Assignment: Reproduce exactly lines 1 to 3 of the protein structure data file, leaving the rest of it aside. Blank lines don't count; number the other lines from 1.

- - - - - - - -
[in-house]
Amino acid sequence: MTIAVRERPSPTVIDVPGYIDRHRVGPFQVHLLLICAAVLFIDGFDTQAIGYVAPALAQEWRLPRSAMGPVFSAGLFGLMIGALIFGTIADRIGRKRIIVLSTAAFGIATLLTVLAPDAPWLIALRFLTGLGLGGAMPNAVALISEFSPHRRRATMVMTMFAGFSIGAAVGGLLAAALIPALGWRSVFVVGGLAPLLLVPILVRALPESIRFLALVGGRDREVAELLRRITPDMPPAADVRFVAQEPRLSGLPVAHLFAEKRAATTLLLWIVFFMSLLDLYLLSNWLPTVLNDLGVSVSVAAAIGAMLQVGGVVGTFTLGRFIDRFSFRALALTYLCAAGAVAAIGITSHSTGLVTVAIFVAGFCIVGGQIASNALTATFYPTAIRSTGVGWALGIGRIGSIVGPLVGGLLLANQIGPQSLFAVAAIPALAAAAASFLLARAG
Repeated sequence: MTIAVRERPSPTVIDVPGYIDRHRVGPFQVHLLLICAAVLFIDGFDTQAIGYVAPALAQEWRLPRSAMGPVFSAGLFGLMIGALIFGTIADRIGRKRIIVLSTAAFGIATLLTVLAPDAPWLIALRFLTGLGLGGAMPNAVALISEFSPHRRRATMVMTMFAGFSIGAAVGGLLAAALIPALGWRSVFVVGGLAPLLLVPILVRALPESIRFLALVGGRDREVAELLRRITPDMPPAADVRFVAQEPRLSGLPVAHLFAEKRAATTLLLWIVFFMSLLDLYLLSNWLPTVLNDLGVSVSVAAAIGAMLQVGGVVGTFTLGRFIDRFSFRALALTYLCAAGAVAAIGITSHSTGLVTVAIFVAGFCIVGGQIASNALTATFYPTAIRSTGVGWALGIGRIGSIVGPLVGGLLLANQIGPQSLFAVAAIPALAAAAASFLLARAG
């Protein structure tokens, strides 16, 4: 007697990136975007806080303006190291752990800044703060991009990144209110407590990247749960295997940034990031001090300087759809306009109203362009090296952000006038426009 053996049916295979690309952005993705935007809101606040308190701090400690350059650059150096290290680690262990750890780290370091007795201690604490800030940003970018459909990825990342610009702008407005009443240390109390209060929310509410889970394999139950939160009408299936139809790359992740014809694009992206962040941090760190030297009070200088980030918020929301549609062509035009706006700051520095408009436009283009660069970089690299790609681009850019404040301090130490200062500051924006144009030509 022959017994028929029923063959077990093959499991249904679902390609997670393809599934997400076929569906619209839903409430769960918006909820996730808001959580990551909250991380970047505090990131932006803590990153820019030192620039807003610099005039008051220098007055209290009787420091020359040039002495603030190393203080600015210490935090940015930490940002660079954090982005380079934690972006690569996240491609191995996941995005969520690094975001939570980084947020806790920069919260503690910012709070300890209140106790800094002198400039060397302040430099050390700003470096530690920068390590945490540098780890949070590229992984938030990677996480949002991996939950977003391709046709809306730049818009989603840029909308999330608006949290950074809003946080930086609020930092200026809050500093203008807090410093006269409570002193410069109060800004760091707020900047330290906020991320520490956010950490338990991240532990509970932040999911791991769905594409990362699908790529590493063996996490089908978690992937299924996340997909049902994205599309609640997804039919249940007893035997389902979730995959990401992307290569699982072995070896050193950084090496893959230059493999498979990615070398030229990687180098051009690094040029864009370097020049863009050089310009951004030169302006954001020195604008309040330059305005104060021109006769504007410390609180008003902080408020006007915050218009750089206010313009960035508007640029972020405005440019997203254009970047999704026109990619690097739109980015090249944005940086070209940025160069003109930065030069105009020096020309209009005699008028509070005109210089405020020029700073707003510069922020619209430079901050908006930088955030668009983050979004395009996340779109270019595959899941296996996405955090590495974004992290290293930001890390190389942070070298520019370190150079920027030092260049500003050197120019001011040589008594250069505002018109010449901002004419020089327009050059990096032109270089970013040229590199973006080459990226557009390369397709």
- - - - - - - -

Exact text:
[in-house]
Amino acid sequence: MTIAVRERPSPTVIDVPGYIDRHRVGPFQVHLLLICAAVLFIDGFDTQAIGYVAPALAQEWRLPRSAMGPVFSAGLFGLMIGALIFGTIADRIGRKRIIVLSTAAFGIATLLTVLAPDAPWLIALRFLTGLGLGGAMPNAVALISEFSPHRRRATMVMTMFAGFSIGAAVGGLLAAALIPALGWRSVFVVGGLAPLLLVPILVRALPESIRFLALVGGRDREVAELLRRITPDMPPAADVRFVAQEPRLSGLPVAHLFAEKRAATTLLLWIVFFMSLLDLYLLSNWLPTVLNDLGVSVSVAAAIGAMLQVGGVVGTFTLGRFIDRFSFRALALTYLCAAGAVAAIGITSHSTGLVTVAIFVAGFCIVGGQIASNALTATFYPTAIRSTGVGWALGIGRIGSIVGPLVGGLLLANQIGPQSLFAVAAIPALAAAAASFLLARAG
Repeated sequence: MTIAVRERPSPTVIDVPGYIDRHRVGPFQVHLLLICAAVLFIDGFDTQAIGYVAPALAQEWRLPRSAMGPVFSAGLFGLMIGALIFGTIADRIGRKRIIVLSTAAFGIATLLTVLAPDAPWLIALRFLTGLGLGGAMPNAVALISEFSPHRRRATMVMTMFAGFSIGAAVGGLLAAALIPALGWRSVFVVGGLAPLLLVPILVRALPESIRFLALVGGRDREVAELLRRITPDMPPAADVRFVAQEPRLSGLPVAHLFAEKRAATTLLLWIVFFMSLLDLYLLSNWLPTVLNDLGVSVSVAAAIGAMLQVGGVVGTFTLGRFIDRFSFRALALTYLCAAGAVAAIGITSHSTGLVTVAIFVAGFCIVGGQIASNALTATFYPTAIRSTGVGWALGIGRIGSIVGPLVGGLLLANQIGPQSLFAVAAIPALAAAAASFLLARAG